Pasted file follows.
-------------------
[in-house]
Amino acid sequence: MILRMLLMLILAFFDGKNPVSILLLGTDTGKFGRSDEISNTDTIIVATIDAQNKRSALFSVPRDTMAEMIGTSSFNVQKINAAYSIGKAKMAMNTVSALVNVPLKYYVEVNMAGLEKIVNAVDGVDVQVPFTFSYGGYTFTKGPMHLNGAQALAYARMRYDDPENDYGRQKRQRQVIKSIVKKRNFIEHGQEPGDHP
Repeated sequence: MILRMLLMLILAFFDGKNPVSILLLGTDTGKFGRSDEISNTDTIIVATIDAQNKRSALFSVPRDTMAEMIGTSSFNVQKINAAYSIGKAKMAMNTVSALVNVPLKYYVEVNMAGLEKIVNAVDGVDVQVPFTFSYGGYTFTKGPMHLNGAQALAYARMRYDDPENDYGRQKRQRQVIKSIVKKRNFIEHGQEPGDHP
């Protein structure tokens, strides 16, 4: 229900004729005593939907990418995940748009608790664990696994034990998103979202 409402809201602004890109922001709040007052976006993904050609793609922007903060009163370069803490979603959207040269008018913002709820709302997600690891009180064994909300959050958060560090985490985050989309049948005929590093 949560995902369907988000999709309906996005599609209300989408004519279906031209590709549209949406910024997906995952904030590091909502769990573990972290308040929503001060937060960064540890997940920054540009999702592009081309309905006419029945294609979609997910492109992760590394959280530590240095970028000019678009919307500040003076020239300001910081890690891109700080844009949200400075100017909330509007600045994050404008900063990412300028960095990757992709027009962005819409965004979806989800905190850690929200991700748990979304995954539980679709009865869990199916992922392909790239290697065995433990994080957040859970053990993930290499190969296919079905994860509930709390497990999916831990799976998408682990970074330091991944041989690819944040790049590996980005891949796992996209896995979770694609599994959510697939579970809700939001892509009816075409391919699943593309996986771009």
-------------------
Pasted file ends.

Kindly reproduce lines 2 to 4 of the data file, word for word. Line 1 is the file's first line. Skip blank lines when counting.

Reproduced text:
Amino acid sequence: MILRMLLMLILAFFDGKNPVSILLLGTDTGKFGRSDEISNTDTIIVATIDAQNKRSALFSVPRDTMAEMIGTSSFNVQKINAAYSIGKAKMAMNTVSALVNVPLKYYVEVNMAGLEKIVNAVDGVDVQVPFTFSYGGYTFTKGPMHLNGAQALAYARMRYDDPENDYGRQKRQRQVIKSIVKKRNFIEHGQEPGDHP
Repeated sequence: MILRMLLMLILAFFDGKNPVSILLLGTDTGKFGRSDEISNTDTIIVATIDAQNKRSALFSVPRDTMAEMIGTSSFNVQKINAAYSIGKAKMAMNTVSALVNVPLKYYVEVNMAGLEKIVNAVDGVDVQVPFTFSYGGYTFTKGPMHLNGAQALAYARMRYDDPENDYGRQKRQRQVIKSIVKKRNFIEHGQEPGDHP
């Protein structure tokens, strides 16, 4: 229900004729005593939907990418995940748009608790664990696994034990998103979202 409402809201602004890109922001709040007052976006993904050609793609922007903060009163370069803490979603959207040269008018913002709820709302997600690891009180064994909300959050958060560090985490985050989309049948005929590093 949560995902369907988000999709309906996005599609209300989408004519279906031209590709549209949406910024997906995952904030590091909502769990573990972290308040929503001060937060960064540890997940920054540009999702592009081309309905006419029945294609979609997910492109992760590394959280530590240095970028000019678009919307500040003076020239300001910081890690891109700080844009949200400075100017909330509007600045994050404008900063990412300028960095990757992709027009962005819409965004979806989800905190850690929200991700748990979304995954539980679709009865869990199916992922392909790239290697065995433990994080957040859970053990993930290499190969296919079905994860509930709390497990999916831990799976998408682990970074330091991944041989690819944040790049590996980005891949796992996209896995979770694609599994959510697939579970809700939001892509009816075409391919699943593309996986771009």